Call for help after records lost in Cologne collapse

March 26, 2009

When a six-storey building in Cologne collapsed into a new subway tunnel being drilled beneath its foundations earlier this month, the story made headlines worldwide.

For the press, the main interest was in the dramatic pictures of the building sinking into the ground, but for academics, the incident had wider implications.

In the pile of rubble, which left two people dead, was the city's Historical Archive. It was one of the largest municipal archives in Europe and held records dating back more than a millennium.

Among the many thousands of papers lost in the tragedy were the private papers of Heinrich Boll, the acclaimed German writer and Nobel laureate.

Debbie Lewer, a lecturer in history of art at the University of Glasgow, was in Cologne when the collapse occurred on 3 March.

She is urging academics in the UK to come forward with any material from the archive that they may have records of, to help it rise from the rubble in digital form.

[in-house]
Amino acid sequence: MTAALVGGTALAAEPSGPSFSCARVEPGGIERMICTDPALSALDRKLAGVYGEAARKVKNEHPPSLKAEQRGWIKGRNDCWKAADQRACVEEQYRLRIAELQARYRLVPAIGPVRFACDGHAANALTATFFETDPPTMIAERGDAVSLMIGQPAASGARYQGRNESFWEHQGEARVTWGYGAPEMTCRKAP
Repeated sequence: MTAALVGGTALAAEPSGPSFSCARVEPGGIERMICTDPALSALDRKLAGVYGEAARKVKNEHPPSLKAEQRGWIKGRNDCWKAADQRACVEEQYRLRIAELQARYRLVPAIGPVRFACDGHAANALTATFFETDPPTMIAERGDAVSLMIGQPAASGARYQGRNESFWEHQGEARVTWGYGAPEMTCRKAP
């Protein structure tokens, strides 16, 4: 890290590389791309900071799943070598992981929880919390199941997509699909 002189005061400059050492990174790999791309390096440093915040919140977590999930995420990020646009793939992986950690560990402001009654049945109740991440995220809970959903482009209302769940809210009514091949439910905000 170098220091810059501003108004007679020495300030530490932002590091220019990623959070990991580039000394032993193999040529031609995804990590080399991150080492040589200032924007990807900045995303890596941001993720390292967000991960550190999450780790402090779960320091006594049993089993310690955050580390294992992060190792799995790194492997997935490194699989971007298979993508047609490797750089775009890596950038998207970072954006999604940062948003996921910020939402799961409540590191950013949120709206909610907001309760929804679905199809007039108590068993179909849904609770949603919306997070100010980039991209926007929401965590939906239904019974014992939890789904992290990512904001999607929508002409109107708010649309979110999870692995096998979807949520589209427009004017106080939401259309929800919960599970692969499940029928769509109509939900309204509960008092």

Dr Lewer said that there had been the complete estates of 780 important historical figures, more than 100,000 maps and plans, 50,000 posters and about 500,000 photographs contained in the archive's 26 kilometres of shelving.

"My understanding is that only parts of the collection had been microfilmed, mostly in the 1970s," she said.

"A physical salvage operation has begun and many scholars and others have volunteered to help, but it is feared that a very large proportion of these fragile holdings have been destroyed."

Anyone who has reproductions of material that may have been lost in the collapse, whether they are photographed, noted or copied, is urged to submit them to the digital archive that is being set up.

For details of how to contribute to the project, email

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